Watermelon Season!

What’s over 90% water and considered both a fruit and a vegetable? Watermelon! With summer quickly approaching on Friday, June 21st, it is hard not to mention watermelon. Watermelon is a summer delight being extremely hydrating and flavorful. It is a pleasure to know that watermelon has many health benefits including:

How to pick a ripe watermelon according to watermelonfacts.org?

  • Look for a creamy yellow patch on the underside of the watermelon. The yellow spot is where it sat on the ground while ripening in the sun.
  • Being mostly water, watermelon should feel heavy for its size.
  • Make sure there are no cracks, cuts, or bruises.

Also, remember to wash your watermelon before cutting into it and yes, 100% of the watermelon is edible.

It takes watermelon about 90 days to grow so keep that in mind as you enjoy your watermelon this season!

Jessica Winker, MPH

Sunscreen: A Summer Essential

With all the excitement that comes with summer’s long days and warm nights is the increase of sun exposure. Sun exposure can provide vitamin D which is important to maintain healthy bones and teeth as well as support a healthy immune system. With that being said, using sunscreen is essential and actually does not prevent all UV exposure which means you can still get vitamin D from the sun with sunscreen on. There are also vitamin D dietary supplements you can take and you can even get some vitamin D from eating foods such as: cod, salmon, tuna, eggs, and mushrooms. According to the Skin Cancer Foundation, most people can get enough vitamin D with just 10-15 minutes of daily sun exposure. 

Understanding the importance of vitamin D, I know there are sun lovers who enjoy the sun simply for the wonderful, warm sensation it brings them. Being in the sun can increase your serotonin level. Serotonin is a neurotransmitter that can send signals to your brain producing feelings of happiness, self-confidence, and decrease worry when your levels are high; when your serotonin levels are low, you can feel depressed, down, and anxious. Exercise and physical activity can also increase serotonin levels so enjoying the sun is definitely not the only way to increase serotonin, but it can help! With the benefits of sun expose comes negatives including the risk of skin cancer and damaging/premature aging skin. That’s where sunscreen comes into play. There are different levels of sunscreen protection which can provide between 93% to 98% of sun protection from UV rays when used correctly. There are two types of UV rays, UVA and UVB. UVB rays cause sunburn and a majority of skin cancers while UVA rays contribute to premature skin aging and wrinkles (University of Iowa Hospitals & Clinics). SPF 15 protects against 93% of all UVB rays, SPF 30 protects against 97% of UVB rays, and SPF 50 protects against 98% of UVB rays (Skin Cancer Foundation). 1 in 5 Americans will be diagnosed with skin cancer by the age of 70, so it is necessary to protect your skin from the suns harmful rays as much and as early as possible. Unfortunately no sunscreen can protect against all UV rays which is why protective clothing such as hats and sunglasses (along with shade) are always important.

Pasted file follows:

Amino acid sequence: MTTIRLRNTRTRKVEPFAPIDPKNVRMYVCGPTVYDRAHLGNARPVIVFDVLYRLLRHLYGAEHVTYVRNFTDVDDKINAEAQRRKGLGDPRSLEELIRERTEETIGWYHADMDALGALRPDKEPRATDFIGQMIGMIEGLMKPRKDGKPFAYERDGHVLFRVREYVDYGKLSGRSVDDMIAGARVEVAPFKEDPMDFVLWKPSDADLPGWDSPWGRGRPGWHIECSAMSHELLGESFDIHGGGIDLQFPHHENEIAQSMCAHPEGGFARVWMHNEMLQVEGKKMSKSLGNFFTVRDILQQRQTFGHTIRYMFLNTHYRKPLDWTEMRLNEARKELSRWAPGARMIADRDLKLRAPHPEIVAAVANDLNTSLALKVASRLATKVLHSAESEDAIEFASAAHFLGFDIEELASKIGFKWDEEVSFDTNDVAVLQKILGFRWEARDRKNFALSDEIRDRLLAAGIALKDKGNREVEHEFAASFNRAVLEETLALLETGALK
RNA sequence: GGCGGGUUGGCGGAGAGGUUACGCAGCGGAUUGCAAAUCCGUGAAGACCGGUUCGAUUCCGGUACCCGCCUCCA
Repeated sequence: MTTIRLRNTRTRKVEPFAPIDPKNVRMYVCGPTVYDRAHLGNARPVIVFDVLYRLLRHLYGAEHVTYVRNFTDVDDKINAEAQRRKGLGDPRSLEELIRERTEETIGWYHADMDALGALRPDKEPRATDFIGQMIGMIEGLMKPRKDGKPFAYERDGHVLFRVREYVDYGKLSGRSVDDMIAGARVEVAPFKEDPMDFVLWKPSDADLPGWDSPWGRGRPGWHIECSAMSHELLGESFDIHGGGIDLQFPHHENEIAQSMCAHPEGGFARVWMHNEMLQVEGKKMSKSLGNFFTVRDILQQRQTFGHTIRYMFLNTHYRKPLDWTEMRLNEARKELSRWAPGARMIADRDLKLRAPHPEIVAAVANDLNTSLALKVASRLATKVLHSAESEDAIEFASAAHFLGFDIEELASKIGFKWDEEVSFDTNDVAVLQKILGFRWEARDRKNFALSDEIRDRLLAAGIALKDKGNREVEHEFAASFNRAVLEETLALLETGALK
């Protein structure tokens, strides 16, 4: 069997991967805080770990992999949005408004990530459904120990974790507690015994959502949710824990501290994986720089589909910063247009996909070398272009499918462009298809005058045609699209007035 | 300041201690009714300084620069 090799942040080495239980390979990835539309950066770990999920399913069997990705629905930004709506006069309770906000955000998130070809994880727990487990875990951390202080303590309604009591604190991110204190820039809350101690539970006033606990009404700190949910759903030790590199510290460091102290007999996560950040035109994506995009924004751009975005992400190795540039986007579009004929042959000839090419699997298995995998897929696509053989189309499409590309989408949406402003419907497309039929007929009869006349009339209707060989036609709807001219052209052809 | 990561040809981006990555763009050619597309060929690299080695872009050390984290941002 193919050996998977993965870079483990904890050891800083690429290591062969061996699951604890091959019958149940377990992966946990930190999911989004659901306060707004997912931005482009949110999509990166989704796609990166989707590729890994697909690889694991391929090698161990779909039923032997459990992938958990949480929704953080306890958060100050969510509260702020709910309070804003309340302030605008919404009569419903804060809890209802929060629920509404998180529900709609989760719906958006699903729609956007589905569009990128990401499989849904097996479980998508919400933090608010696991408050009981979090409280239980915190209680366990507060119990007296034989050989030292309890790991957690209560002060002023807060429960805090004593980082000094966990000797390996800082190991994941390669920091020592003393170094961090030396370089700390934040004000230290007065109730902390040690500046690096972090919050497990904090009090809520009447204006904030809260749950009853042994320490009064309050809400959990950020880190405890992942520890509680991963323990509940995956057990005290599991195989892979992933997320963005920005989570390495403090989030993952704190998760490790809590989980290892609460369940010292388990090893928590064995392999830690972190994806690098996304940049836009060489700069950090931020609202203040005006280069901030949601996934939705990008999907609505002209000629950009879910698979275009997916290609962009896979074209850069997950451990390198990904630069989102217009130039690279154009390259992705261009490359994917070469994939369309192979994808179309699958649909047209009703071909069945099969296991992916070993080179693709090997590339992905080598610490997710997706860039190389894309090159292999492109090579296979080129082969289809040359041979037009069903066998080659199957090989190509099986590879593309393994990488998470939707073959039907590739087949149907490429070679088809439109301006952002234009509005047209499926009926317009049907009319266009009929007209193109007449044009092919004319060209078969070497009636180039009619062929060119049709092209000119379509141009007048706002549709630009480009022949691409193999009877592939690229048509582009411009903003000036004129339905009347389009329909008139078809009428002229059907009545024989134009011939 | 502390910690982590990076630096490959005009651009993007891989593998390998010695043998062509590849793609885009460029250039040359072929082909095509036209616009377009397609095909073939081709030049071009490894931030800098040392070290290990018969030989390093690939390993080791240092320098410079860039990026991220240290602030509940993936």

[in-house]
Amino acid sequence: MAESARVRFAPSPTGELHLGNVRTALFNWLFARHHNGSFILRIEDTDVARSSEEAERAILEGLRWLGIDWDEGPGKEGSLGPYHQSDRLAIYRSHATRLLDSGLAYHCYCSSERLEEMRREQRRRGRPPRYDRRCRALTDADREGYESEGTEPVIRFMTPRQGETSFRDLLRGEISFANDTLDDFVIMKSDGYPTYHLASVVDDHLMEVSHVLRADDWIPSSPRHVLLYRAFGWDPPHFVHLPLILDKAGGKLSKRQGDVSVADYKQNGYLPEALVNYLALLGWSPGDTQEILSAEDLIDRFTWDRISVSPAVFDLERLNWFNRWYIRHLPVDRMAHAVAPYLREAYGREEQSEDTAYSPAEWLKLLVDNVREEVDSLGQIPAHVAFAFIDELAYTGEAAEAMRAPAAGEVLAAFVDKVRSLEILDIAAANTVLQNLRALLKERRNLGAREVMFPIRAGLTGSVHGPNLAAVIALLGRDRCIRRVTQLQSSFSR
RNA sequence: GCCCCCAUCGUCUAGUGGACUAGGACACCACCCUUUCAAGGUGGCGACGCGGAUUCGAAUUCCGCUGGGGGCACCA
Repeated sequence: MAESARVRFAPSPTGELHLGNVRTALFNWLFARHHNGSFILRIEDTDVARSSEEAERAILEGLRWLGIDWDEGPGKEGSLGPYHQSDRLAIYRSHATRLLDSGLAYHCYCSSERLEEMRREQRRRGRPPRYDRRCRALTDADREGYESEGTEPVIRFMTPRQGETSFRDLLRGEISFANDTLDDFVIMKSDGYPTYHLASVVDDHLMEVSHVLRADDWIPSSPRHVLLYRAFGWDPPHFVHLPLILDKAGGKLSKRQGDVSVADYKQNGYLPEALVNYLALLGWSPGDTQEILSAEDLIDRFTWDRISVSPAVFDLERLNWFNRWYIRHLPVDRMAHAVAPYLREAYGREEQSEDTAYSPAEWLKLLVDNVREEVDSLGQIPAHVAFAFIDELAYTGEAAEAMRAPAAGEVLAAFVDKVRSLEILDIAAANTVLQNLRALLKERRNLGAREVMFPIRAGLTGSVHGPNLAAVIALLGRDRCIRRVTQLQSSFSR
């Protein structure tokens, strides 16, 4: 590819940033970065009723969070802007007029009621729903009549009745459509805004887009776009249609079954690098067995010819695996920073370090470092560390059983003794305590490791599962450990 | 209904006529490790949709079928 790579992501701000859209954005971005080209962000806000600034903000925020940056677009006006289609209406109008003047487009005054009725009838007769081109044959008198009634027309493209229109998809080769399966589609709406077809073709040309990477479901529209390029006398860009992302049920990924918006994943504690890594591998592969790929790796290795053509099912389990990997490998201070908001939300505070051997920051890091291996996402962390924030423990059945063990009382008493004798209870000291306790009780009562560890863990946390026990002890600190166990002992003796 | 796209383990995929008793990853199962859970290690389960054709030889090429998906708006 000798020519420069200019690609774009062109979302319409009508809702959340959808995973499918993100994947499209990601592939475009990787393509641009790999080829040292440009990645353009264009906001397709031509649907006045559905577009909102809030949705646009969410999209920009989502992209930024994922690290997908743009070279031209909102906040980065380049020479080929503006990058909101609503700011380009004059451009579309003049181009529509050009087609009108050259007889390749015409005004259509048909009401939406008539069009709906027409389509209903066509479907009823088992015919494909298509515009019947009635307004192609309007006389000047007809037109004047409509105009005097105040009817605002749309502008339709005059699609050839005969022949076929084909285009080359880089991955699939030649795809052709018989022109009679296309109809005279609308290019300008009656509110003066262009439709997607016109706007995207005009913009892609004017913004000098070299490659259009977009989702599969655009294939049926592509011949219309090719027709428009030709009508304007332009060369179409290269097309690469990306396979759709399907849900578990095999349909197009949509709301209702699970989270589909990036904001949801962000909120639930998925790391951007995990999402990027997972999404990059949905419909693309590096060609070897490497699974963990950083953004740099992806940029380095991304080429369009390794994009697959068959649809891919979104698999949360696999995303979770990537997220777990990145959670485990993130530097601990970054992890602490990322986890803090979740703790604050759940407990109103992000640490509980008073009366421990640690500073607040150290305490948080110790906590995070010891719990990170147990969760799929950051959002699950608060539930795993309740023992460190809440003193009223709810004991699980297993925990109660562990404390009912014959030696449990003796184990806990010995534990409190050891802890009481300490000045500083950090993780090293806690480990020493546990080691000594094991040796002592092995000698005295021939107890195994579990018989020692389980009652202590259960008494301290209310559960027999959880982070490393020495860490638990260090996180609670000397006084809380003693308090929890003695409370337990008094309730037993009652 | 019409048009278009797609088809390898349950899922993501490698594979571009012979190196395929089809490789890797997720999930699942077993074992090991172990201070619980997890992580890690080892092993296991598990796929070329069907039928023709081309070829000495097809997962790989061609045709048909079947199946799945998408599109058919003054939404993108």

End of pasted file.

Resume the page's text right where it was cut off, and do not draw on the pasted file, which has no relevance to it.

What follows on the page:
Sunscreen Basics:

There are many varieties of sunscreen ranging from different SPF’s to different ingredients. More recently, there has been news regarding potentially harmful chemicals found in sunscreens (typically in sunscreens with a SPF higher than 50). Oxybenzone and octinoxate are the two most toxic chemicals found in a majority of sunscreens. These chemicals are currently regulated and considered safe by the FDA, but there needs to be more research on how these chemicals, which get absorbed into our bloodstream through applying sunscreen onto our skin, affects us. Nevertheless, these chemicals do cause damage to the coral reef in the ocean and it is important to protect ourselves, our family, and the environment. 

Fortunately there are mineral sunscreens, known as physical blockers, which protect against both UVA/UVB rays. Chemical blockers, which usually contain oxybenzone and octinoxate, get absorbed into your skin to create a chemical reaction to protect against UVA/UVB rays. Both chemical and physical blockers are successful at protecting against most UV rays, but the reason I am choosing to use mineral based sunscreen is because these are less damaging to the environment and do not get absorbed into the skin like the chemical formulas. Mineral based sunscreens usually contain either zinc oxide and/or titanium dioxide as their active ingredient. There are plenty of mineral based sunscreens that can be purchased at your local drug store including common brands like neutrogena and coppertone. These two are also hypoallergenic for sensitive and acne prone skin. A majority of these mineral based sunscreens are water resistant for up to 80 minutes just like the chemical based sunscreens which is definitely important during the summer months! I chose to switch to mineral based sunscreens to help protect the coral reef and to protect myself from absorbing these chemicals into my bloodstream. 

All in all, it is necessary to wear sunscreen and sun protection throughout the year while outdoors to decrease the risk of developing skin cancer and to prevent premature aging of the skin. Enjoy your summer!

Jessica Winker, MPH